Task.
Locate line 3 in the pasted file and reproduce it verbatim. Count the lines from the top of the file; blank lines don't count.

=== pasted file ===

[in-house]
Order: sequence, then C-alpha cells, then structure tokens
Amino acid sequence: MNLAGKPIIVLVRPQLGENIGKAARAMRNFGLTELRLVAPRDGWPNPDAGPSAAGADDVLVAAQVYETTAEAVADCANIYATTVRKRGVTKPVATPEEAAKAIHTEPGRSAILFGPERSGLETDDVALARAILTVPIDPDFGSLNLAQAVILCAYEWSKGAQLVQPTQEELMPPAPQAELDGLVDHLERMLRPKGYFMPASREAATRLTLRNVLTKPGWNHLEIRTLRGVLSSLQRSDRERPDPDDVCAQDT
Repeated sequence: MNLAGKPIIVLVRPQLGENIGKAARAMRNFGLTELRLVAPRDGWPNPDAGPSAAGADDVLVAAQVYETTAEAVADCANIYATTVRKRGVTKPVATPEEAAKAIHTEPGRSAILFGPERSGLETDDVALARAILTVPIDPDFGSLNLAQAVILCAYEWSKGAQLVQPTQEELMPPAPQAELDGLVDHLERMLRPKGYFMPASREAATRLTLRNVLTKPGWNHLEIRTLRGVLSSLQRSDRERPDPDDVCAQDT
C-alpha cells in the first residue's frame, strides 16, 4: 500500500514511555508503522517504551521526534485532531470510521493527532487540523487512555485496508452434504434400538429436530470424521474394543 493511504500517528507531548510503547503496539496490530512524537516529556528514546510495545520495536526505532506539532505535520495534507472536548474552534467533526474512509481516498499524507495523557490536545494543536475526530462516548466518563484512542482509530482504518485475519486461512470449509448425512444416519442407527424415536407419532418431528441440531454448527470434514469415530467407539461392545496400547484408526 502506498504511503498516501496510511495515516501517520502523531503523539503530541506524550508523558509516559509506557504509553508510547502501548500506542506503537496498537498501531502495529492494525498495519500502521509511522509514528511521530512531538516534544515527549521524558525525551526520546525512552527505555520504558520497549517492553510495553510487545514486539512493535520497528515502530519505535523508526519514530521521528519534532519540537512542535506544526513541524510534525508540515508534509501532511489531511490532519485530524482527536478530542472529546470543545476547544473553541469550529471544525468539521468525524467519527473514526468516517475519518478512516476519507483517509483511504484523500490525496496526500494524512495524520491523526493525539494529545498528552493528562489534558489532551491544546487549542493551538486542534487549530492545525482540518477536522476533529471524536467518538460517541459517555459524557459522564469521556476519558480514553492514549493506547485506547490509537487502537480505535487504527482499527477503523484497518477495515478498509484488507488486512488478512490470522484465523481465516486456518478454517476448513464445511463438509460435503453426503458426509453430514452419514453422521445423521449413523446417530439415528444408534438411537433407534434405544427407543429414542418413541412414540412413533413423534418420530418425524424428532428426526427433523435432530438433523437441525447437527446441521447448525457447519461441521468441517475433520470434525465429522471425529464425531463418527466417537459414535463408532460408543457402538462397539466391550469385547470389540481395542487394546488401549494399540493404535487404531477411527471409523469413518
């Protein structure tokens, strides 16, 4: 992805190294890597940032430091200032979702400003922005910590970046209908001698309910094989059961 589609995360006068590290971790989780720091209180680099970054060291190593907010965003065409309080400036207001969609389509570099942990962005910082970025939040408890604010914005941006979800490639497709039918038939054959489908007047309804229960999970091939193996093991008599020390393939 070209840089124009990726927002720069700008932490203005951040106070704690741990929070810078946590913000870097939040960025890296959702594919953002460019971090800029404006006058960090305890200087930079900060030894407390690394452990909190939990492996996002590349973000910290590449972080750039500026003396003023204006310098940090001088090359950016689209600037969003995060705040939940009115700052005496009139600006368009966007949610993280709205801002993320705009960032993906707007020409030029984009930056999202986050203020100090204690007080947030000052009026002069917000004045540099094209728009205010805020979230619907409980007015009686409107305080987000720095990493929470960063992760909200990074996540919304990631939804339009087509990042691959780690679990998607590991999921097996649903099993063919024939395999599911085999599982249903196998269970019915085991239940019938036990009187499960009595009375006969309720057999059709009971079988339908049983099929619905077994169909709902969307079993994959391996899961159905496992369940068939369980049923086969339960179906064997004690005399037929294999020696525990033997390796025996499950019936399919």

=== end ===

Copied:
Amino acid sequence: MNLAGKPIIVLVRPQLGENIGKAARAMRNFGLTELRLVAPRDGWPNPDAGPSAAGADDVLVAAQVYETTAEAVADCANIYATTVRKRGVTKPVATPEEAAKAIHTEPGRSAILFGPERSGLETDDVALARAILTVPIDPDFGSLNLAQAVILCAYEWSKGAQLVQPTQEELMPPAPQAELDGLVDHLERMLRPKGYFMPASREAATRLTLRNVLTKPGWNHLEIRTLRGVLSSLQRSDRERPDPDDVCAQDT